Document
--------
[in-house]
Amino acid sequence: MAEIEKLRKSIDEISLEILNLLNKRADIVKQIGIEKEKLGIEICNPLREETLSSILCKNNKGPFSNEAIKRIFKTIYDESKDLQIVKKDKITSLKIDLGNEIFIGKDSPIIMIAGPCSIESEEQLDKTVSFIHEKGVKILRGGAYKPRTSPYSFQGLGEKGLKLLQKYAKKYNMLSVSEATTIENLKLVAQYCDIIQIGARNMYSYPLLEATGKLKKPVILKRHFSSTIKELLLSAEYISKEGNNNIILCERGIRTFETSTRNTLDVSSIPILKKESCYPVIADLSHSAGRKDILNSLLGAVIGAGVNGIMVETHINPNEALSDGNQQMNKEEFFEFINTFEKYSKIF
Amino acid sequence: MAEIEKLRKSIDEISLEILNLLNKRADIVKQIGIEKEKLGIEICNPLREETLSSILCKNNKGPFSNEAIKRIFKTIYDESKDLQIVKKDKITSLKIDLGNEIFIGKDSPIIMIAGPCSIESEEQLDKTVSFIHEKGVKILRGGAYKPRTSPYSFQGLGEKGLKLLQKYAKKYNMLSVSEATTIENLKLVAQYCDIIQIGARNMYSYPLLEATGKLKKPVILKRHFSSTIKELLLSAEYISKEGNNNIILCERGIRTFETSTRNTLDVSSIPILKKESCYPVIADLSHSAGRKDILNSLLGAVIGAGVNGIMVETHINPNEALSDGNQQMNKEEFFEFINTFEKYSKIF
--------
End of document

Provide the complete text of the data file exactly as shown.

[in-house]
Amino acid sequence: MAEIEKLRKSIDEISLEILNLLNKRADIVKQIGIEKEKLGIEICNPLREETLSSILCKNNKGPFSNEAIKRIFKTIYDESKDLQIVKKDKITSLKIDLGNEIFIGKDSPIIMIAGPCSIESEEQLDKTVSFIHEKGVKILRGGAYKPRTSPYSFQGLGEKGLKLLQKYAKKYNMLSVSEATTIENLKLVAQYCDIIQIGARNMYSYPLLEATGKLKKPVILKRHFSSTIKELLLSAEYISKEGNNNIILCERGIRTFETSTRNTLDVSSIPILKKESCYPVIADLSHSAGRKDILNSLLGAVIGAGVNGIMVETHINPNEALSDGNQQMNKEEFFEFINTFEKYSKIF
Amino acid sequence: MAEIEKLRKSIDEISLEILNLLNKRADIVKQIGIEKEKLGIEICNPLREETLSSILCKNNKGPFSNEAIKRIFKTIYDESKDLQIVKKDKITSLKIDLGNEIFIGKDSPIIMIAGPCSIESEEQLDKTVSFIHEKGVKILRGGAYKPRTSPYSFQGLGEKGLKLLQKYAKKYNMLSVSEATTIENLKLVAQYCDIIQIGARNMYSYPLLEATGKLKKPVILKRHFSSTIKELLLSAEYISKEGNNNIILCERGIRTFETSTRNTLDVSSIPILKKESCYPVIADLSHSAGRKDILNSLLGAVIGAGVNGIMVETHINPNEALSDGNQQMNKEEFFEFINTFEKYSKIF